its powerful allies

its powerful allies: Part one: India

It is obvious that being next to a huge country such as India has important consequences for Bangladesh.

In 2022, these relations will be challenged as never before.

Relations with India are at many levels: Economic, military, cultural, religious, and financial.

The policy of the government is certainly to maintain good relations with India, but not follow India’s demands. 

India, on the other hand, recognizes that a friendly relationship with Bangladesh is very important.

However, India wants to closely control every aspect of Bangladesh’s government that touches on India.

Which in India’s eyes, is virtually everything. 

India runs a very large trade and current account surplus with Bangladesh.

In 2020/21 Bangladesh had a current account deficit with India of $8.8 billion.

This was largely made up by the trade deficit of $8.3bn (exports from Bangladesh were $1.3bn and imports to Bangladesh were $9.5bn).

The official estimates are wrong in four respects:

(1) There is a large amount of under-invoicing of imports.

That is, the stated value of the import is less than the true value; the importer uses the hundi system to pay.

The foreign exporter the difference. For India, more than 50% of invoices were found to be undervalued.

We estimate this under-invoicing as $3bn

(2) The balance of payments does not reflect the remittances of Indian workers in Bangladesh.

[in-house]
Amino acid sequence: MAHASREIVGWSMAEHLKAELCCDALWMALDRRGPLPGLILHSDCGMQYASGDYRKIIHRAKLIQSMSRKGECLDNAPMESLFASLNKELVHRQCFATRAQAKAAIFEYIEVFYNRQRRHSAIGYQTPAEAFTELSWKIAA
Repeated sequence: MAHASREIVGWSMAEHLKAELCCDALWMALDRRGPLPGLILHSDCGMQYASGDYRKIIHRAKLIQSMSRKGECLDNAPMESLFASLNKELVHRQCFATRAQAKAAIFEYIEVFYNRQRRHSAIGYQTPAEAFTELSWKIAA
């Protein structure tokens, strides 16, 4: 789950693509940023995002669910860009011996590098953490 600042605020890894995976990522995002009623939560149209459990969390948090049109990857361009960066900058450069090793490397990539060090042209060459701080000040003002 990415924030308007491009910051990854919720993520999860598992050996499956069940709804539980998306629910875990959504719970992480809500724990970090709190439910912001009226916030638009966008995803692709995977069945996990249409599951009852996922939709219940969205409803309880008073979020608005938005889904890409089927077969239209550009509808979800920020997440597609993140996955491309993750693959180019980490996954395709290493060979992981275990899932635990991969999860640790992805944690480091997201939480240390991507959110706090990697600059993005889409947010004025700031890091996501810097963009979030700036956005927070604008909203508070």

That flow through the hundi system. We estimate these at $1.4bn.

This is lower than many reported estimates but is based on information from people in the industry 

(3) Bangladeshi visitors to India for all purposes (education, medical treatment, tourism) account.

For $1.5bn for the 2.6 million Bangladeshi visitors to India in 2020/21.

(4) Informal trade which is a net $3bn 

A more accurate estimate for the current account deficit for India is about $17.7bn.

The inflow of capital to Bangladesh from India in 2020/21 was $1.4bn (Most of these numbers are from the Bangladesh Banks.

Report on the balance of payments with India for 2020/21).

The Indian economy benefits tremendously from this current account deficit.

Equally, this reduces the Bangladesh economy by about $14.1bn. The return capital inflow is only $1.4bn.

India has put many barriers to reduce Bangladesh exports.

It is ruthless exploitation of the Bangladesh economy.

One would hope that the Bangladesh government in 2022 would insist on corrective arrangements.

Lowering the barriers to exports or putting countervailing duties in place to lower Indian imports.

Second, to prevent Indian companies from under-invoicing exports to Bangladesh.

The impact of this is to reduce border taxes collected by Bangladesh.

These uncollected revenues amount to about $1bn. 

The Indian workers’ illegal transfers through the hundi system should be stopped.

These amounts are taxed as income, and then made to pass through the formal banking system.

The BGMEA has a key role to play here.

Since BGMEA is asking a lot of help from the government.

It is fair to insist that the payment of foreign workers gets under control.

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